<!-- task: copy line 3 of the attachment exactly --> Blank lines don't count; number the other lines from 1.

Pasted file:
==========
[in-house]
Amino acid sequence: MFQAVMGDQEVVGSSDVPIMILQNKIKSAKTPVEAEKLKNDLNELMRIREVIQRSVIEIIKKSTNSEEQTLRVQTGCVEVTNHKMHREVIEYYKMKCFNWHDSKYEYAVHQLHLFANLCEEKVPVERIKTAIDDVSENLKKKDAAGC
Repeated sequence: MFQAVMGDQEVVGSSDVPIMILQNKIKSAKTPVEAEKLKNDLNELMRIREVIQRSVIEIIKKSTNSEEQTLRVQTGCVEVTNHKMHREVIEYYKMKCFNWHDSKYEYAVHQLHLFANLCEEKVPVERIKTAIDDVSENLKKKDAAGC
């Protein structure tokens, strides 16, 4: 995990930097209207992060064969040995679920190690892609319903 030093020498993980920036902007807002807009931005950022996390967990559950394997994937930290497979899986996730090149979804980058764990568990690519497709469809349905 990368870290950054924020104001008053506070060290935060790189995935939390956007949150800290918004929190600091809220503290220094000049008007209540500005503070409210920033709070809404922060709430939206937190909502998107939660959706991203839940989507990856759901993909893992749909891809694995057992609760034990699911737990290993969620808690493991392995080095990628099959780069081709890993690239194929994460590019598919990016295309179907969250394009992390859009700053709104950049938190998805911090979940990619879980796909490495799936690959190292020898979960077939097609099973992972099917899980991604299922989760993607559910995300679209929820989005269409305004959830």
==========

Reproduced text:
Repeated sequence: MFQAVMGDQEVVGSSDVPIMILQNKIKSAKTPVEAEKLKNDLNELMRIREVIQRSVIEIIKKSTNSEEQTLRVQTGCVEVTNHKMHREVIEYYKMKCFNWHDSKYEYAVHQLHLFANLCEEKVPVERIKTAIDDVSENLKKKDAAGC